NU Online News Service, Oct. 20, 3:18 p.m.EDT

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Reversing a downward trend, the frequency of medical malpracticeclaims against hospitals is rising, an insurance brokerage and riskmanagement group has found.

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The information, that claims are expected to continue increasingat a one percent annual rate, after a decade of decrease, wascontained in a report released today by Aon Corporation and theAmerican Society for Healthcare Risk Management (ASHRM).

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Aon and ASHRM said more than 100 health care organizationsrepresenting over 1,500 facilities ranging from small communityhospitals to large multi-state health care systems provided lossand exposure data for the study.

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Besides frequency, "The tenth annual Hospital Professional Liabilityand Physician Liability Benchmark Analysis" examines trends inseverity and overall loss costs related to hospital and physicianprofessional liability.

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It found that one out of every four claims and 24 percent ofhospital professional liability costs are associated with hospitalacquired conditions such as infections and injuries, medicationerrors, objects left in surgery and pressure ulcers.

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The study attributes much of the rise in claims to the downturnin the U.S. economy.

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Changes to the Centers for Medicare and Medicaidreimbursement rules regarding so called "never-events",defined as preventable medical errors that result in seriousconsequences for the patient also contributed to the rise.

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In addition, issuers of the report said in a statement therehave been "changes in public sympathy towards health careproviders."

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Erik Johnson, the study author who is health care practiceleader for Aon's Actuarial and Analytics Practice said in astatement announcing the report that, "Worsening economicconditions in 2008 may have influenced individuals to assert claimsagainst hospital systems."

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He noted that, "In 2003 through 2007 public attention wasdirected on tort reform activity and prohibitive medicalmalpractice costs for physicians. This coincided with significantreductions in professional liability claims. As public attentionshifted to other subjects, the momentum of the reductionsdissipated. Recently, the public focus has evolved to discussionsregarding waste, inefficiency, and defensive medicine. It remainsto be seen how this will influence the frequency of professionalliability claims."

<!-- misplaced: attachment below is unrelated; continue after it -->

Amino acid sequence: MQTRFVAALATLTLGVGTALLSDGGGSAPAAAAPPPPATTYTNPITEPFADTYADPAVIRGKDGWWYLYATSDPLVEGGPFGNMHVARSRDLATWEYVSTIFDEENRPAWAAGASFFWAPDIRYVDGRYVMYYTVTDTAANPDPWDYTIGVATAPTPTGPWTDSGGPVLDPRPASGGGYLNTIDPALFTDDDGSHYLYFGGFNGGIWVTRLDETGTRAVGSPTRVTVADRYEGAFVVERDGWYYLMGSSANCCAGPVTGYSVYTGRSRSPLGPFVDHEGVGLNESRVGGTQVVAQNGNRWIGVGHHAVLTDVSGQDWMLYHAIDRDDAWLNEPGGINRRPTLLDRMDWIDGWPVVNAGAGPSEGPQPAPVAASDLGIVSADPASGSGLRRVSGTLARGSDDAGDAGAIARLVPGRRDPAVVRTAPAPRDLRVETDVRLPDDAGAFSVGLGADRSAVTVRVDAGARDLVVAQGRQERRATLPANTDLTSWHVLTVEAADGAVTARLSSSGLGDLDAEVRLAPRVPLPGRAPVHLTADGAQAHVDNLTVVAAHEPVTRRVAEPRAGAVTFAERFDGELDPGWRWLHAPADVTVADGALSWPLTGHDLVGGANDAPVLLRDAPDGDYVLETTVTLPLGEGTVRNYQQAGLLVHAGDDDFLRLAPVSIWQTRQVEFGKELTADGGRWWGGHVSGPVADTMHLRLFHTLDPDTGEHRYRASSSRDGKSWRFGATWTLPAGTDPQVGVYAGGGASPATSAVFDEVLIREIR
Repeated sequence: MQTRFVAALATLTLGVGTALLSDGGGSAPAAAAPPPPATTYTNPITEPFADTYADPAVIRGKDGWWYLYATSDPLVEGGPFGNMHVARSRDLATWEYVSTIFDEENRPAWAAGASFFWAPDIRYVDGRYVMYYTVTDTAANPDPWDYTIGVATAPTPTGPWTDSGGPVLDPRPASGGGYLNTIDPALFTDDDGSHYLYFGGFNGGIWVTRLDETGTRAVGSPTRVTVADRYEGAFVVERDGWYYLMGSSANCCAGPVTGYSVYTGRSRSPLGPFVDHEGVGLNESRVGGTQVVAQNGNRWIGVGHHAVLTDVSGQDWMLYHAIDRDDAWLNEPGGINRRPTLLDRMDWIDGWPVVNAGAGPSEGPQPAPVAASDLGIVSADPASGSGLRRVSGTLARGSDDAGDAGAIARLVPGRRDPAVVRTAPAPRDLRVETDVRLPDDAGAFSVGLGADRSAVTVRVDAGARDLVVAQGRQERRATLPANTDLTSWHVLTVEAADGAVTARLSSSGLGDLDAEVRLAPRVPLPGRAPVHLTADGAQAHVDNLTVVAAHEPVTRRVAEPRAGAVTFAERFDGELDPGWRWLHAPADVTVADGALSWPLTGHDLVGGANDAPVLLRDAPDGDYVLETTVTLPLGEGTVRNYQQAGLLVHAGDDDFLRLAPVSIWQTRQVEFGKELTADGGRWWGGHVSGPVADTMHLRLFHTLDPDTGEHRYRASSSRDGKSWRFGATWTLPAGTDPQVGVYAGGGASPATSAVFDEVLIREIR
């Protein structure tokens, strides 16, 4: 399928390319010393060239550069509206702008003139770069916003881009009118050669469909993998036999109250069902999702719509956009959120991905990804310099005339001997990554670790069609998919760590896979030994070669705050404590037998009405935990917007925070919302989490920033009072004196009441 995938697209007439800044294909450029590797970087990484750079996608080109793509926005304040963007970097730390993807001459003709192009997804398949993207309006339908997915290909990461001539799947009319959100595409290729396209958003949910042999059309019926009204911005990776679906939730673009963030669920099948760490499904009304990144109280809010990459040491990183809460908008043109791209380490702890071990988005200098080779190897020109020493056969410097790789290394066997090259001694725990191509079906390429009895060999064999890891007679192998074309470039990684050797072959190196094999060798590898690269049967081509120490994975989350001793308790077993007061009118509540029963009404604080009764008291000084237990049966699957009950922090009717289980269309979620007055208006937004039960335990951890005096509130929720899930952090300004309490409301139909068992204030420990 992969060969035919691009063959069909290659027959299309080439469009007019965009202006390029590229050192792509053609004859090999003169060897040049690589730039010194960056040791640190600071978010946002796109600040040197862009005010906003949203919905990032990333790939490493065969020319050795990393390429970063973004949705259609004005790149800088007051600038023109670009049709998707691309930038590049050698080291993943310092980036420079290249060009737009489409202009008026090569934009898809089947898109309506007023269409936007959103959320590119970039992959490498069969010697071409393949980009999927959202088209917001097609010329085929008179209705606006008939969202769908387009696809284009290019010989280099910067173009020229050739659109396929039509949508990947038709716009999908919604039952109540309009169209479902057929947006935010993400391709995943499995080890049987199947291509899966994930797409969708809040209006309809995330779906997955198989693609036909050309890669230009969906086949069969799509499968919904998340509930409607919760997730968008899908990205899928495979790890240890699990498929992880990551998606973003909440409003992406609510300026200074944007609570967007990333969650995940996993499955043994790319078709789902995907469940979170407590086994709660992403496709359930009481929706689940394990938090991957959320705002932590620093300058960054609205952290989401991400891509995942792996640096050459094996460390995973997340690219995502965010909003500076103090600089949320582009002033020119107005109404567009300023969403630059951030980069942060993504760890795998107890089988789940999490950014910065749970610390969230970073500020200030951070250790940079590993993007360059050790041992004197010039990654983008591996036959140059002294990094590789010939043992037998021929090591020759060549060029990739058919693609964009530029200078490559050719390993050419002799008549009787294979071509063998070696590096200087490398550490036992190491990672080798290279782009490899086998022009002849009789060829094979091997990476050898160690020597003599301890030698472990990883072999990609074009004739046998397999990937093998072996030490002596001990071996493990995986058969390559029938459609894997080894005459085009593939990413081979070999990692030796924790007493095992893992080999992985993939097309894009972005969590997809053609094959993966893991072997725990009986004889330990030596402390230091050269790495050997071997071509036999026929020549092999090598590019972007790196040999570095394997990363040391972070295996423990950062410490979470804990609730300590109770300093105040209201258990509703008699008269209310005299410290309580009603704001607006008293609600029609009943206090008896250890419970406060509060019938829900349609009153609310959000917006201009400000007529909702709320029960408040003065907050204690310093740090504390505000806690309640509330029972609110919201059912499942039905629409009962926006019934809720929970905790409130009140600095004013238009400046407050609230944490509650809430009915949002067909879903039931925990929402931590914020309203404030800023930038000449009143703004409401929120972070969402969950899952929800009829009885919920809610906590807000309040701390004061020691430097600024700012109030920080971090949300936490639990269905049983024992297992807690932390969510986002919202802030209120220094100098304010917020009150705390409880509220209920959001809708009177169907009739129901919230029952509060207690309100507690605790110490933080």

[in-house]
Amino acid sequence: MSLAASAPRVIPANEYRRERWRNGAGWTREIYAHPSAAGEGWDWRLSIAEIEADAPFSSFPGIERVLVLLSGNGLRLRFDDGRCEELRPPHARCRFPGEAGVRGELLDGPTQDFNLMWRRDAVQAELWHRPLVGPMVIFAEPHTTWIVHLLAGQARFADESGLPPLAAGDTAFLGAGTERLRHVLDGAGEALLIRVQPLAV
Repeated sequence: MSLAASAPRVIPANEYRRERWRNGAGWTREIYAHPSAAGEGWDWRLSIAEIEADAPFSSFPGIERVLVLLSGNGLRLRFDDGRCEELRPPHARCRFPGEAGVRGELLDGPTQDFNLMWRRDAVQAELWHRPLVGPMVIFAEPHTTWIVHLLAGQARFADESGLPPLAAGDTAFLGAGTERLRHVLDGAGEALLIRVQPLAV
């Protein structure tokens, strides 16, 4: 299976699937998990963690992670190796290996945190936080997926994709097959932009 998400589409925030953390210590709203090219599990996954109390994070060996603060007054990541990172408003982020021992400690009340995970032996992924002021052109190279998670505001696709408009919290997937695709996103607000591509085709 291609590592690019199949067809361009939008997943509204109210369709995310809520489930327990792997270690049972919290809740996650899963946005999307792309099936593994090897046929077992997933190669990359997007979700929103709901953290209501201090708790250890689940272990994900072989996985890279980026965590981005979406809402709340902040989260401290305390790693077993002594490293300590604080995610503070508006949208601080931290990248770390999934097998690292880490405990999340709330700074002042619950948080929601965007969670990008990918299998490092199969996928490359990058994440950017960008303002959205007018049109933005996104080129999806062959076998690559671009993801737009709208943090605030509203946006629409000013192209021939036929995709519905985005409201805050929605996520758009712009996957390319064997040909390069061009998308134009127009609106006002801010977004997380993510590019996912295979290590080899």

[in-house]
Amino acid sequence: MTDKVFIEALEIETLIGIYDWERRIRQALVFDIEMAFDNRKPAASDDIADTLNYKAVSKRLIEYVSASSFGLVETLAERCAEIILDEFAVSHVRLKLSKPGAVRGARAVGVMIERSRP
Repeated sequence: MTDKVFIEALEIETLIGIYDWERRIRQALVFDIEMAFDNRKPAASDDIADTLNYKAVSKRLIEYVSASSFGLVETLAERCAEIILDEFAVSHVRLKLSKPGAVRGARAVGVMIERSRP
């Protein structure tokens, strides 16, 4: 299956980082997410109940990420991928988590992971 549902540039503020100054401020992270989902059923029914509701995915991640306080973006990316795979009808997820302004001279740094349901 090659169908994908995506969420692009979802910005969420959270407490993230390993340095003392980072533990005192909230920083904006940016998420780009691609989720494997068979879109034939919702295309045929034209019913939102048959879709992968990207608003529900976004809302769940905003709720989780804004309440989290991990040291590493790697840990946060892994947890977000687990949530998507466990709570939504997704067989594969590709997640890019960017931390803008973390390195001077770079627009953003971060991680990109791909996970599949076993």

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His analysis also found that:

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oIn 2010, hospital loss costs per occupied bed equivalent, amajor part of the total cost of risk, are expected to increase fivepercent annually to $3,170.

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oClaim severity, including both indemnity and defense costs,continues to increase at a consistent rate and (where claims arelimited to $2 million per occurrence) they are projected toincrease by four percent annually.

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oIn 2010, hospitals can expect to incur liability costs of $181per birth in the Obstetrics Unit and $7.20 per visit in theEmergency Department.

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Aon said its database of hospital professional liability claimsused in the benchmark analysis includes 81,889 non-zero claimsrepresenting $9.5 billion of incurred losses and includesinformation for accident years 1999 to 2008.

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Copies of the "2009 Hospital Professional Liability andPhysician Liability Benchmark Analysis," can be purchased throughwww.ashrm.org/store.

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